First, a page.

Other possible topics for this class include a review of cross validation, bootstrapping, reproducing kernel Hilbert space and semiparametric statistics, depending on the level of the class. (To be decided later by the instructor)
The assessment will be based on the combination of two types of assignments. There will be a mathematical written assignment every week following the lecture, and there will be 3-4 practical assignments where you need to programme and apply the methods on data.

The students are divided in small groups. Each group works on a research question. Usually this research question is put forward by a company. First, the relevant literature is studied. Next, the research question is translated in one or more models. To estimate the parameters of the models, (company) data is used. Much attention will be paid to the selection of the best possible model, given the research question. This model can be any model dealt with in the various courses, but it can also be a model that needs to be developed by the students themselves. The model parameters are estimated, and the model results are interpreted within the light of the research question. The final results will be presented in a scientific report and a presentation.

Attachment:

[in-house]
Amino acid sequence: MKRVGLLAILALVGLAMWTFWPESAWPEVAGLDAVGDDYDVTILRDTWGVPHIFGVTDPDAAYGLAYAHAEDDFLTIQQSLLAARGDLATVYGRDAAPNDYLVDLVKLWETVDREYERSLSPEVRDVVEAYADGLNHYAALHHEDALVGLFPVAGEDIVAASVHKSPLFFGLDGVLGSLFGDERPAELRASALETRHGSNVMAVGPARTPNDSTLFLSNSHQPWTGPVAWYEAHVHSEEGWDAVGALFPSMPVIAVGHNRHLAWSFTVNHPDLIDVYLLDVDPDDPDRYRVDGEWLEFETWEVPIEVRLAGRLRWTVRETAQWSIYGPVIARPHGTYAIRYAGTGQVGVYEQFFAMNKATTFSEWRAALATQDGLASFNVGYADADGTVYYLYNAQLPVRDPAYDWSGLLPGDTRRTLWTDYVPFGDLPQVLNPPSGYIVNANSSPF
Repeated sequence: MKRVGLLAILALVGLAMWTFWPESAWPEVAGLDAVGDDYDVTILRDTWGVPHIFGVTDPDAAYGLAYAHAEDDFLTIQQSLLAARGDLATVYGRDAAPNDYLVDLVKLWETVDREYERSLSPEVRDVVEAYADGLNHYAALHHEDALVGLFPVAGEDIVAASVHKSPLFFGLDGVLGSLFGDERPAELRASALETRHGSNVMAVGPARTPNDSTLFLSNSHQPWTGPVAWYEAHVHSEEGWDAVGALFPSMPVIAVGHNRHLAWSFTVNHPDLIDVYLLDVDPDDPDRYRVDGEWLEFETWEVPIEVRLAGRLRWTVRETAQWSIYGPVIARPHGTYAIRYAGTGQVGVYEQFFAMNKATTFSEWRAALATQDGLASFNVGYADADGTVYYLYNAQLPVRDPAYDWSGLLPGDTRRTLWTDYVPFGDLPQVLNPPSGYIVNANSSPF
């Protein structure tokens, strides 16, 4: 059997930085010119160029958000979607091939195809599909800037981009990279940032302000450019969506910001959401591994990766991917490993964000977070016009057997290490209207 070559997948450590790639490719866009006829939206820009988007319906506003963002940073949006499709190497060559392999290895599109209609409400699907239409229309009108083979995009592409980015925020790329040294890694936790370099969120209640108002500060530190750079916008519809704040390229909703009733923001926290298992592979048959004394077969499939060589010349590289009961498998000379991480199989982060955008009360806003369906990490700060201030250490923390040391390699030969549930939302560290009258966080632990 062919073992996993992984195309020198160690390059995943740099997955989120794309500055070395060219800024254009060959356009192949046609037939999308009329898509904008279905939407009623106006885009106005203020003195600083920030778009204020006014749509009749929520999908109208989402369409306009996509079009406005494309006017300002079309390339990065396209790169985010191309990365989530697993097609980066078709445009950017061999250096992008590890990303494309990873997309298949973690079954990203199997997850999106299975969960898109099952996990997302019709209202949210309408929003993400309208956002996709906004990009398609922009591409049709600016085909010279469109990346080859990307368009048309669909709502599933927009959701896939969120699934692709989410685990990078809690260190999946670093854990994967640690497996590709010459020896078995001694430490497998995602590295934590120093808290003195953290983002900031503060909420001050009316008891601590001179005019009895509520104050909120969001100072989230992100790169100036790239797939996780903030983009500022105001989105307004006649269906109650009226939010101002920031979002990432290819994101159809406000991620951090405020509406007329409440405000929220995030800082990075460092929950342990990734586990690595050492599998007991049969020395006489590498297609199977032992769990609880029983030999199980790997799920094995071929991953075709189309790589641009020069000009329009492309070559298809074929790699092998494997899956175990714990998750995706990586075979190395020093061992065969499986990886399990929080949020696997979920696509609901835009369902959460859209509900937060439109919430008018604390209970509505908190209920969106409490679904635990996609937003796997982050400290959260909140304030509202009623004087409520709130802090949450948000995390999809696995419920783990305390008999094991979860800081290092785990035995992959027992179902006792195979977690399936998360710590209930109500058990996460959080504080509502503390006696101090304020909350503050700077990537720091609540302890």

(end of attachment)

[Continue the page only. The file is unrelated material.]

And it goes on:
Proposal for the Master thesis Econometrics and Management Science. This proposal can be used as a part of the Master thesis. There is no grade for this proposal.

The thesis is an individual assignment about a subject from your Master's specialisation. More information about thesis subjects, thesis supervisors and the writing process can be found on the Master thesis website.

The overview above provides an impression of the curriculum for this programme for the academic year 2023-2024. It is not an up-to-date study schedule for current students. They can find their full study schedules on MyEUR. Please note that minor changes to this schedule are possible in future academic years.